WHOLE FOODS IS STRESSING SAFETY IN ITS PRODUCE CAMPAIGN

AUSTIN, Texas -- Whole Foods Market here is promoting the organic produce in its stores as a safe alternative to bioengineered produce.The promotion included ads that ran in a local California paper several weeks ago, stating, "If you don't want to buy genetically engineered produce, hop on a flight to Europe or shop at Whole Foods Market."In the ad, Whole Foods claimed the only place consumers can

AUSTIN, Texas -- Whole Foods Market here is promoting the organic produce in its stores as a safe alternative to bioengineered produce.

The promotion included ads that ran in a local California paper several weeks ago, stating, "If you don't want to buy genetically engineered produce, hop on a flight to Europe or shop at Whole Foods Market."

In the ad, Whole Foods claimed the only place consumers can be sure they're getting products that have not been genetically altered is at supermarkets that concentrate on organic foods.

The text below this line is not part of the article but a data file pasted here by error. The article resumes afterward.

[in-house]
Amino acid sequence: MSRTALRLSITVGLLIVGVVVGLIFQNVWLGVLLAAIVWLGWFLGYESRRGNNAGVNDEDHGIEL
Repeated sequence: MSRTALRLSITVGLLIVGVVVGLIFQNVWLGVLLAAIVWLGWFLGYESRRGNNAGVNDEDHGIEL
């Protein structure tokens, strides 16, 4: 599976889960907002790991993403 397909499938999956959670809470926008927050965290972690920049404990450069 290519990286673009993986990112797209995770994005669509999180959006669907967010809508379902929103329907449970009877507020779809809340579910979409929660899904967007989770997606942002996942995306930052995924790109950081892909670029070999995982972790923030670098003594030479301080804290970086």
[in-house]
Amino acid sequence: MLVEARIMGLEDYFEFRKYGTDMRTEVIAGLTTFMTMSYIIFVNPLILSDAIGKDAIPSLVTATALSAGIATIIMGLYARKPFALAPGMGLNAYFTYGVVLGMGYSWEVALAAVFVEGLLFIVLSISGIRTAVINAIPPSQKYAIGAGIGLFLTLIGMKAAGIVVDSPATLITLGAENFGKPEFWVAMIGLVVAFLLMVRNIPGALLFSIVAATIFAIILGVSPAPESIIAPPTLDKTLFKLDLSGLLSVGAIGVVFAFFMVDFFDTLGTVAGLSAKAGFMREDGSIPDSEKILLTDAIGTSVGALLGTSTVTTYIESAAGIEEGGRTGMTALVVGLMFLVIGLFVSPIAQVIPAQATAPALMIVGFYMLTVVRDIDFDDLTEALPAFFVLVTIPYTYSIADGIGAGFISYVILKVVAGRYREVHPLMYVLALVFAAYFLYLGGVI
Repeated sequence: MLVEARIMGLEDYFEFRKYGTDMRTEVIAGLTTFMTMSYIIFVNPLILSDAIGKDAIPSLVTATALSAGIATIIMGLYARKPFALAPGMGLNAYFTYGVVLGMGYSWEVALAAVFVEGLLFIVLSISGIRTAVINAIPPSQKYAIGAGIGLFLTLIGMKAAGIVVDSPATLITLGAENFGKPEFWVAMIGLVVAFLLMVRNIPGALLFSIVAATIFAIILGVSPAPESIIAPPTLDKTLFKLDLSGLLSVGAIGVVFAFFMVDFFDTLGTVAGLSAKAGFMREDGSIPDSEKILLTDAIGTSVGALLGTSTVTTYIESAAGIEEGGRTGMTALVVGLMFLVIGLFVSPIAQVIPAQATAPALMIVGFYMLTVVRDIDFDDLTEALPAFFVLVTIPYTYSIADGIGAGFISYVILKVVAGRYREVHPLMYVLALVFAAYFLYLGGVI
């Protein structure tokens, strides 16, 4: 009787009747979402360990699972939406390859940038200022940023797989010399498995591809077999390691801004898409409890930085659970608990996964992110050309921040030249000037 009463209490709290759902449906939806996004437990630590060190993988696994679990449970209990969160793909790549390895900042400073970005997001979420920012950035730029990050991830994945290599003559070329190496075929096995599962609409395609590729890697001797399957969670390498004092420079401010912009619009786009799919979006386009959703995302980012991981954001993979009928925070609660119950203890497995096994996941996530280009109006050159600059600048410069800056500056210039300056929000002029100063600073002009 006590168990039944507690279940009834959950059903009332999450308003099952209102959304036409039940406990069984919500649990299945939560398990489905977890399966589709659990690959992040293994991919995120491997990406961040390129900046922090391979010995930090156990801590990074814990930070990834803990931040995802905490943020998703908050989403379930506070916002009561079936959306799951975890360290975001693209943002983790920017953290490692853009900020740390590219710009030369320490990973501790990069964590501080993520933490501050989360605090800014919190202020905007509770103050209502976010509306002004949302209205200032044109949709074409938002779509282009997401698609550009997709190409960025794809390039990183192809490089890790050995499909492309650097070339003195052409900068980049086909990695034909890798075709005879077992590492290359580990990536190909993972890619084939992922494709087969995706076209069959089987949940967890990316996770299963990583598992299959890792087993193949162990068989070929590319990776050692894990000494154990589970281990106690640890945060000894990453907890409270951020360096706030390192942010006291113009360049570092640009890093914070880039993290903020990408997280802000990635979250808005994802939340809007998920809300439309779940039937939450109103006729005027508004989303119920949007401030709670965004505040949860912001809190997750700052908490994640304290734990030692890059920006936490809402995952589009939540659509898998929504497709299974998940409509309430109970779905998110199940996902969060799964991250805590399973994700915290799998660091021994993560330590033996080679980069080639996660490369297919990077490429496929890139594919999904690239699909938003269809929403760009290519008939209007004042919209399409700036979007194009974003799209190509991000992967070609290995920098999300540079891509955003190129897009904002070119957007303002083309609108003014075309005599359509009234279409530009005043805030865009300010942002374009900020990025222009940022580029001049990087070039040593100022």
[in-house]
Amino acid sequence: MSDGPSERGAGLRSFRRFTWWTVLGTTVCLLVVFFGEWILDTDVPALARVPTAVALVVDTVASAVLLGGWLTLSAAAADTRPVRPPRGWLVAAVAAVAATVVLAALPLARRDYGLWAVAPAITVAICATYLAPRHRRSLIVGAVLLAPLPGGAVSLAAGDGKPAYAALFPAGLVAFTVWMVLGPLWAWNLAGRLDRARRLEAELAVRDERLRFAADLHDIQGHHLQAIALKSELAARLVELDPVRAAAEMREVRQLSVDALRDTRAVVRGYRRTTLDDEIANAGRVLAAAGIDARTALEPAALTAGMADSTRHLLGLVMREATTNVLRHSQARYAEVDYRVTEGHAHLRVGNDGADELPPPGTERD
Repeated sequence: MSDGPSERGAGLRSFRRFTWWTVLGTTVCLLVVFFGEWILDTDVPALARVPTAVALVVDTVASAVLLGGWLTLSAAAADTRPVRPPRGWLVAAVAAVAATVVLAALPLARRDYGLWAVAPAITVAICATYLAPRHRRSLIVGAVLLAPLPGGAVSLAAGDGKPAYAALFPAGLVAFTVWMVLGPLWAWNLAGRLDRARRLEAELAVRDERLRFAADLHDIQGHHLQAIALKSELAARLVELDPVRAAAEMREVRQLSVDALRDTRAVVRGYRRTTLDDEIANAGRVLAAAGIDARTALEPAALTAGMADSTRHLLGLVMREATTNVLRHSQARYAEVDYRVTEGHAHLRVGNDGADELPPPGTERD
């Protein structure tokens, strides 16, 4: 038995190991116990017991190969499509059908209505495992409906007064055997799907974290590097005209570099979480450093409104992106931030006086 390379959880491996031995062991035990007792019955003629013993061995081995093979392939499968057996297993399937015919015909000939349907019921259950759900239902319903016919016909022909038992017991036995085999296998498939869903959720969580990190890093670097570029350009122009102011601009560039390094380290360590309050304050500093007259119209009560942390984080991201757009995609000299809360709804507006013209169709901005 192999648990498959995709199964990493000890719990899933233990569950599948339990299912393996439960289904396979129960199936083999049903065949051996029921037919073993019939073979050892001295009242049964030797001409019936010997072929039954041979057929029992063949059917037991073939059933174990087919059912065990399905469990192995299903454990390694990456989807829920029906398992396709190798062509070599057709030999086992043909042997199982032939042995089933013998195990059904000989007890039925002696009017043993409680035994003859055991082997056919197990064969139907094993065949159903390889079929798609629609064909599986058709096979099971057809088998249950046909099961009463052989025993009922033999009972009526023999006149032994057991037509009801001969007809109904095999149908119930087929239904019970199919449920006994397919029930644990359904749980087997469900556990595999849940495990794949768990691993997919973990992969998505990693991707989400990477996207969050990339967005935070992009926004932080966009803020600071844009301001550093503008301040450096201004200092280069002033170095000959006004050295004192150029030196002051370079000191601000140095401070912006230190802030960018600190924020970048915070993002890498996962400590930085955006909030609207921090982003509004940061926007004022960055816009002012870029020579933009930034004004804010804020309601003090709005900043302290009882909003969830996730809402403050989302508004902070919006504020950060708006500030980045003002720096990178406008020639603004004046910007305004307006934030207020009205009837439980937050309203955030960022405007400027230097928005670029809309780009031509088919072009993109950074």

According to a source at the Whole Foods divisional office in Sherman Oaks, Calif., the concept behind the ad is new for the company.

"It looks like a good start for high-impact advertising in this area," said Ed Weller, a securities analyst who follows Whole Foods with the San Francisco-based firm Robertson Stephens & Co.

While Weller believes Whole Foods is trying to pull shoppers in with a message of high quality, he believes "they're also trying to convey the message that it isn't too expensive."

Mentioned in the ad were red leaf lettuce, at 59 cents a head; carrots, at 49 cents per pound; Valencia oranges, 39 cents a pound; and Red Delicious apples, 69 cents a pound. Whole Foods also boasted that it carries more organic products than "anyone else in the country."

The ad took an almost antagonistic approach in discussing genetically engineered products, calling them "science fiction business," and said, "buying certified organically grown produce is the only way to ensure you're getting food that has not been DNA tampered with."

Another local analyst, who asked to remain anonymous, said he was not pleased after seeing the ad, because it was not necessarily representative of what is good about their stores.

"I can see what they're going for," he said. "It's like saying, 'Buy our [product] because it won't poison you.' "